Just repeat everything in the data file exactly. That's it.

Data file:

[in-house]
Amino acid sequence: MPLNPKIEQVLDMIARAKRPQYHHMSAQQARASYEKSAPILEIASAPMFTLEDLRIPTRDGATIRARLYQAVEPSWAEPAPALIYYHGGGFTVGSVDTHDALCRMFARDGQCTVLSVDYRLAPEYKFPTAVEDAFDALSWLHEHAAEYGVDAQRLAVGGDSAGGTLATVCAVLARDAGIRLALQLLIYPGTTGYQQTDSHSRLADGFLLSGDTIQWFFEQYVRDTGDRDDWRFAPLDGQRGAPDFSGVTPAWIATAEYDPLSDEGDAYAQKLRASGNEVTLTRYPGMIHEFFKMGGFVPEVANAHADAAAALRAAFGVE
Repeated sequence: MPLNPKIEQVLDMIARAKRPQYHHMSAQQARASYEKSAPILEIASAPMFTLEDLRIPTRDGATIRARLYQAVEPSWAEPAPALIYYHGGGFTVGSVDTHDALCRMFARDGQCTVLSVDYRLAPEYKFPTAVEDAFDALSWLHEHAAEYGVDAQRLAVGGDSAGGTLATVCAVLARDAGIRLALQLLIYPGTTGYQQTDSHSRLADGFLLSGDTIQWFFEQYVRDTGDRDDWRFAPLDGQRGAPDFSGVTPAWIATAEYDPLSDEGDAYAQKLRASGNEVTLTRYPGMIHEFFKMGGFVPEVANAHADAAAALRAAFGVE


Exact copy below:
[in-house]
Amino acid sequence: MPLNPKIEQVLDMIARAKRPQYHHMSAQQARASYEKSAPILEIASAPMFTLEDLRIPTRDGATIRARLYQAVEPSWAEPAPALIYYHGGGFTVGSVDTHDALCRMFARDGQCTVLSVDYRLAPEYKFPTAVEDAFDALSWLHEHAAEYGVDAQRLAVGGDSAGGTLATVCAVLARDAGIRLALQLLIYPGTTGYQQTDSHSRLADGFLLSGDTIQWFFEQYVRDTGDRDDWRFAPLDGQRGAPDFSGVTPAWIATAEYDPLSDEGDAYAQKLRASGNEVTLTRYPGMIHEFFKMGGFVPEVANAHADAAAALRAAFGVE
Repeated sequence: MPLNPKIEQVLDMIARAKRPQYHHMSAQQARASYEKSAPILEIASAPMFTLEDLRIPTRDGATIRARLYQAVEPSWAEPAPALIYYHGGGFTVGSVDTHDALCRMFARDGQCTVLSVDYRLAPEYKFPTAVEDAFDALSWLHEHAAEYGVDAQRLAVGGDSAGGTLATVCAVLARDAGIRLALQLLIYPGTTGYQQTDSHSRLADGFLLSGDTIQWFFEQYVRDTGDRDDWRFAPLDGQRGAPDFSGVTPAWIATAEYDPLSDEGDAYAQKLRASGNEVTLTRYPGMIHEFFKMGGFVPEVANAHADAAAALRAAFGVE